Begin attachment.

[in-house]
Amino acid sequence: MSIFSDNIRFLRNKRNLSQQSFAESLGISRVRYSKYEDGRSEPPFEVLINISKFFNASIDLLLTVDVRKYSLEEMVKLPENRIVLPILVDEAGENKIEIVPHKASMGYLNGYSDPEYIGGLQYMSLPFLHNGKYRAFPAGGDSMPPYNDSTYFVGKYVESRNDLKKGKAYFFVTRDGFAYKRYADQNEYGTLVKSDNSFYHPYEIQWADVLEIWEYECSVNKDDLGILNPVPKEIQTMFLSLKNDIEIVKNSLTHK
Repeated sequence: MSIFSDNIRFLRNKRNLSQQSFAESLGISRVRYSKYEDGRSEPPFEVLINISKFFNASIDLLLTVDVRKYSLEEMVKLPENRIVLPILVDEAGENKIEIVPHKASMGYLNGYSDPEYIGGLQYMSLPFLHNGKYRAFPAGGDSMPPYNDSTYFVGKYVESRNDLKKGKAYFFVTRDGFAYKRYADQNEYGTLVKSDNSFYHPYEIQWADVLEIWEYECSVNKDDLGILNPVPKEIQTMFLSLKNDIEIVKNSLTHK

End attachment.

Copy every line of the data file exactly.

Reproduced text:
[in-house]
Amino acid sequence: MSIFSDNIRFLRNKRNLSQQSFAESLGISRVRYSKYEDGRSEPPFEVLINISKFFNASIDLLLTVDVRKYSLEEMVKLPENRIVLPILVDEAGENKIEIVPHKASMGYLNGYSDPEYIGGLQYMSLPFLHNGKYRAFPAGGDSMPPYNDSTYFVGKYVESRNDLKKGKAYFFVTRDGFAYKRYADQNEYGTLVKSDNSFYHPYEIQWADVLEIWEYECSVNKDDLGILNPVPKEIQTMFLSLKNDIEIVKNSLTHK
Repeated sequence: MSIFSDNIRFLRNKRNLSQQSFAESLGISRVRYSKYEDGRSEPPFEVLINISKFFNASIDLLLTVDVRKYSLEEMVKLPENRIVLPILVDEAGENKIEIVPHKASMGYLNGYSDPEYIGGLQYMSLPFLHNGKYRAFPAGGDSMPPYNDSTYFVGKYVESRNDLKKGKAYFFVTRDGFAYKRYADQNEYGTLVKSDNSFYHPYEIQWADVLEIWEYECSVNKDDLGILNPVPKEIQTMFLSLKNDIEIVKNSLTHK